"I'm kind of looking around for the rest of Ts," the soldier says, referring to transgender troops. Other troops could celebrate marriage equality, the sergeant says, but not the transsexuals.

Transgender pride extends to Defense Department civilian employees such as Amanda Simpson, a senior Army official. Simpson, named to her post by President Obama, is the highest-ranking openly transgender official. She declined to comment for this story.

That pride stops with troops transitioning to the opposite sex.

For now, the Pentagon has no plans to cross that line, says Navy Lt. Cdr. Nathan Christensen, a spokesman. They're medically disqualified, according to Pentagon regulations. Army regulations, for instance, prohibit transvestism.

Because of the current DADT policy, it is unknown how many transgender troops are serving in the military. About 700,000 Americans (0.3% of the total population) are transgender, according to a 2011 study by the Williams Institute at the UCLA School of Law.

Regardless of the number, transgender advocates such as Mara Keisling with the National Center for Transgender Equality, say that the only thing that should matter to the military is the ability for troops to do their job effectively. 

Last month, former Navy SEAL Team 6 member Chris Beck revealed in a memoir Warrior Princess that he had become Kristin Beck, a woman. Beck says that the Pentagon should act soon to include transgender troops in its ranks or risk having the policy dictated by Congress or the courts. "It should not be emotional," Beck says. "It needs to be well thought out."

Previously, "Kristen Beck, Transgender Former Navy Seal, Gives Powerful Interview to Anderson Cooper: VIDEO" [tlrd]


Kristin Beck, Transgender Former Navy SEAL, Gives Powerful Interview to Anderson Cooper: VIDEO

Beck

Kristin Beck, the transgender former elite Navy SEAL who came out this week in the new book Warrior Princess, sat down with Anderson Cooper about the secrecy she was forced to deal with before coming out as transgender.

WarriorprincessAnderson asks her why she wanted to be a Navy SEAL.

Said Beck:

"It was the toughest of the tough. For me, having my inside little kernel of me and my femininity, it was like, I've heard of people say it before, escape into hypermasculinity, and I've heard that term thrown around and I kind of look back on it and, yeah, I didn't know what I was doing. It was more of those layers being put on, and that was a huge thick layer."

Beck also talks about the other trans military service members who are out there living in secrecy. Beck says she was afraid if her secret got out while she was serving she might have been killed. It's a fear she still has.

"I don't want you to love me. I don't want you to like me. But I don't want you to beat me up and kill me. You don't have to like me, I don't care. But please don't kill me."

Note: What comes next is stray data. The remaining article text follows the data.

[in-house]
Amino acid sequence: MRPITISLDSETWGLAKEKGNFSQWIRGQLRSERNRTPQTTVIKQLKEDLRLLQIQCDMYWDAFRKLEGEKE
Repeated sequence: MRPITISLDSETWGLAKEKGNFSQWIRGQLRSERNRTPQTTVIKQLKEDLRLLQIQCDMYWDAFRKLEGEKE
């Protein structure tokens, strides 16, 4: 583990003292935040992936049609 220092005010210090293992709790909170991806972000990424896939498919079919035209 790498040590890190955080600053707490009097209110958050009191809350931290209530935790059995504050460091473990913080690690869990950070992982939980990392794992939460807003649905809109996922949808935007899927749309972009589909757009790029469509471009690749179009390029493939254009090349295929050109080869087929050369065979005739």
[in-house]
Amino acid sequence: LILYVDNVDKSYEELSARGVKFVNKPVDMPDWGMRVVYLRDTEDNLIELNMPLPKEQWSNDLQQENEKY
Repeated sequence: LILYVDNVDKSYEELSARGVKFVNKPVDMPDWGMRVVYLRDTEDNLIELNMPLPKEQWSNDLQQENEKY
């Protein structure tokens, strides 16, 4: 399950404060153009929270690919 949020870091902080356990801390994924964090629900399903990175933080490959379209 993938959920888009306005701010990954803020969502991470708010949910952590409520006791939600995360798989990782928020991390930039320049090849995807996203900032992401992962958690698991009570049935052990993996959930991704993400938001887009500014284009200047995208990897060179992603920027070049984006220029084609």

Watch the powerful two-part interview, AFTER THE JUMP...

2_beck

Continue reading "Kristin Beck, Transgender Former Navy SEAL, Gives Powerful Interview to Anderson Cooper: VIDEO" »


Former Elite Navy Seal Comes Out as Transgender in New Book

Navyseal

A former U.S. Navy Seal is speaking out about her transition to a woman in a new biography published over the weekend called Warrior Princess. Beck was a member of the elite SEAL Team 6, earned a Purple Heart and a Bronze Star, and served in the unit that killed Osama bin Laden, though retired shortly before that raid.

ABC News reports:

WarriorprincessKristin Beck, formerly Chris, served 20 years as a SEAL and fought on some of the most dangerous battlefields in the world, but after she left the service she realized she wasn't living the life she wanted.

"Chris really wanted to be a girl and felt that she was a girl and consolidated that identity very early on in childhood," said Anne Speckhard, co-author of Beck's biography "Warrior Princess," which was published over the weekend. Speckhard told ABC News Beck suppressed that secret for decades, however, through the trials of SEAL training and the harrowing missions that followed, growing a burly beard as she fought on the front lines of American special operations.

The Atlantic reports that Beck decided to undergo hormonal therapy some time after retiring in early 2011, and came out to colleagues by posting a photo of herself on LinkedIn. Beck said her SEAL colleagues gave their full support:

Soon, the responses from SEALs stationed all around the world suddenly started pouring in: "Brother, I am with you ... being a SEAL is hard, this looks harder. Peace" * "I can't say I understand the decision but I respect the courage. Peace and happiness be upon you...Jim" * " ... I just wanted to drop you a note and tell you that Kris has all the support and respect from me that Chris had ... and quite possibly more. While I'm definitely surprised, I'm also in amazement at the strength you possess and the courage necessary to combat the strangers and 'friends' that I'm guessing have reared their ugly heads prior to and since your announcement. ..."

The book is expected to have an effect on military policy toward transgender servicemembers, who are banned from entering military service.

Just last month, the Department of Defense recognized for the first time officially that transgender veterans have served in a uniformed capacity when they reflected the gender identification of activist and veteran Autumn Sandeen.


Trending



Towleroad - Blogged